Faced with institutional demands, organizations often create departments whose work is divorced from technical imperatives. This paper examines workers in one such…
Faced with institutional demands, organizations often create departments whose work is divorced from technical imperatives. This paper examines workers in one such department: Human Resources. Analysis of HR’s recent history and evidence from an ethnographic study of HR work highlight the institutional origins of conflict between HR’s established “compliance police” role and the “business partner” expectations of line managers. The paper outlines a theory of how organizational responses to institutional complexity contribute to persistent tension in HR and other heteronomous occupations.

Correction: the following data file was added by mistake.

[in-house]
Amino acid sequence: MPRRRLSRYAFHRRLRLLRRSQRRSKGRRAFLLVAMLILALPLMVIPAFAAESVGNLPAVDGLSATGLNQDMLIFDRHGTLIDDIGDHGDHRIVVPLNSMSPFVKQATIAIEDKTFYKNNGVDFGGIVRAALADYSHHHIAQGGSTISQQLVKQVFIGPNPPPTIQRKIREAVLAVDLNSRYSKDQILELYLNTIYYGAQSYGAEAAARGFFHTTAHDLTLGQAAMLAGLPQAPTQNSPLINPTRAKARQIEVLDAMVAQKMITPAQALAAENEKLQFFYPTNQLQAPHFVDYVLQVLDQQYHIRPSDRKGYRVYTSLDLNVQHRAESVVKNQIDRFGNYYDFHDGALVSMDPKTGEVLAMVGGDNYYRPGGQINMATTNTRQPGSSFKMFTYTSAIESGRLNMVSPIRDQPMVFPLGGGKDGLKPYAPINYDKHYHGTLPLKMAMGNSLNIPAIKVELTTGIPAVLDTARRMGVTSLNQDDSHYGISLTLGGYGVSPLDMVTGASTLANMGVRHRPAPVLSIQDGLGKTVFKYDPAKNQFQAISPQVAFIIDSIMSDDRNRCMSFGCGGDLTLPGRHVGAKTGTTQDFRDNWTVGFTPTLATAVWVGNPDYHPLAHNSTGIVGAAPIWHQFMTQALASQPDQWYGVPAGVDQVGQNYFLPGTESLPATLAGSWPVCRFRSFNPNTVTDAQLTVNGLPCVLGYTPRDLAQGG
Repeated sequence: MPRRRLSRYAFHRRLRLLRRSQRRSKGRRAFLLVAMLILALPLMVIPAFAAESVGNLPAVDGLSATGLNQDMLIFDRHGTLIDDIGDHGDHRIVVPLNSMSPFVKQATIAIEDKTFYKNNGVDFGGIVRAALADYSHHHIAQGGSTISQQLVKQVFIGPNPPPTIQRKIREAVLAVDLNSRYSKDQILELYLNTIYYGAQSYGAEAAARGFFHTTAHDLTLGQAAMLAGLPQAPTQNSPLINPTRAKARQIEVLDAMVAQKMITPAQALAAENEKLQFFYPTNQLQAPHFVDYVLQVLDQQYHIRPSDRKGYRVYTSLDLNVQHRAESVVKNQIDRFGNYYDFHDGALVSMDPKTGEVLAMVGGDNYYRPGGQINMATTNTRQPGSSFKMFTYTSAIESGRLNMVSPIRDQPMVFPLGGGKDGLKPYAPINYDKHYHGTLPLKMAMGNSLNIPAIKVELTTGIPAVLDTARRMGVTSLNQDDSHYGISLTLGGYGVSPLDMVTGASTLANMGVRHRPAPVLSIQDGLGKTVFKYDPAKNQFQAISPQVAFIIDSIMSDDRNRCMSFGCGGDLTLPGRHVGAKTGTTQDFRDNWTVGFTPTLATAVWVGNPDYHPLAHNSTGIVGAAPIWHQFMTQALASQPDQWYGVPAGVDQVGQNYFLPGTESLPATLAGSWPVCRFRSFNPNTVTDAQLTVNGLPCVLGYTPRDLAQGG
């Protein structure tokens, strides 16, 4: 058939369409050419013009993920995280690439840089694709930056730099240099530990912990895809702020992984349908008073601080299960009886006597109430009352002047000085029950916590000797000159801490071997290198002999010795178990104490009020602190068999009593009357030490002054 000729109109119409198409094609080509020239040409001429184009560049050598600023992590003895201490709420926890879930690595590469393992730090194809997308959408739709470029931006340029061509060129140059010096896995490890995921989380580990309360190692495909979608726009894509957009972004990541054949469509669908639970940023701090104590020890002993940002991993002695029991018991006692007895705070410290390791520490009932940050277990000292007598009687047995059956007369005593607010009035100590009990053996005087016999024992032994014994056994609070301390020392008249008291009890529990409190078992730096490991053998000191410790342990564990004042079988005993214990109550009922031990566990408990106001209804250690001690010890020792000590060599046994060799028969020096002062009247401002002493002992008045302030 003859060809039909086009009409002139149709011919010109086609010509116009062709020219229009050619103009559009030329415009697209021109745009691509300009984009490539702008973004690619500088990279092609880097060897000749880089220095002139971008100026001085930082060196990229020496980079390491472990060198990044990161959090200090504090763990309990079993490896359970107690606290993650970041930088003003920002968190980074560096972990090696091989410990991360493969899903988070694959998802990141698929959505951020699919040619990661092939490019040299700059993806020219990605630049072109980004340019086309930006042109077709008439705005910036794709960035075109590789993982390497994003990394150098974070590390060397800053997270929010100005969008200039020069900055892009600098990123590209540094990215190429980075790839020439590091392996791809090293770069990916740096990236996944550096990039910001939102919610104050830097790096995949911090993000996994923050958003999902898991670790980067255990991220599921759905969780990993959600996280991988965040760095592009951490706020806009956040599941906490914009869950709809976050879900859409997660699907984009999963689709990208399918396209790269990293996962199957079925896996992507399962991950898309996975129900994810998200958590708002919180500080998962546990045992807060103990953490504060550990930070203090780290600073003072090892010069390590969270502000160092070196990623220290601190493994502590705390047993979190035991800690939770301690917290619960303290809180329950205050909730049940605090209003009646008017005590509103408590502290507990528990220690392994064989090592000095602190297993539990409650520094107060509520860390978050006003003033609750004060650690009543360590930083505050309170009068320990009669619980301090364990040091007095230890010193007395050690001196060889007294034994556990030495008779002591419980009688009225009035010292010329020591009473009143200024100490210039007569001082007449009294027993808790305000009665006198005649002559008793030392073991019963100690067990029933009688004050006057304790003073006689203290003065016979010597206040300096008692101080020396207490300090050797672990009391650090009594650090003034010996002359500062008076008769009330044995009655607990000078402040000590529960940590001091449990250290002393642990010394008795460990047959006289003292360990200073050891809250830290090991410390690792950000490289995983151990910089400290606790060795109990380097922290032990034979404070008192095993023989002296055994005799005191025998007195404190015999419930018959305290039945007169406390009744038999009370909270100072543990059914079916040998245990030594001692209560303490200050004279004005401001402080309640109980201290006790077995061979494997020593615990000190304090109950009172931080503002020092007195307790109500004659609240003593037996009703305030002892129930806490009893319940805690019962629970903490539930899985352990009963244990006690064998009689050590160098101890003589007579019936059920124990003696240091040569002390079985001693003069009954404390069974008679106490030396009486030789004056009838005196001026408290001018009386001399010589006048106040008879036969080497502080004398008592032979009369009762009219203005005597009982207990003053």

Knowledge of how institutions “work on the ground” is central to understanding how macro-pressures shape organizations and their participants. Four examples of the interplay between micro and macro are provided to give a richer account of institutions, both as process and outcome. One, as wider trends diffuse, they are pulled down locally, but the scripts are utilized in divergent ways. Two, as organizations make sense of social forces, these movements are received differentially, with micro-practices and macro-influences becoming entangled. Three, trends can be opaque to those who seek to follow them, resulting in unintended forms of implementation. Four, sociological miniaturism illustrates how the micro captures the macro as lived experience.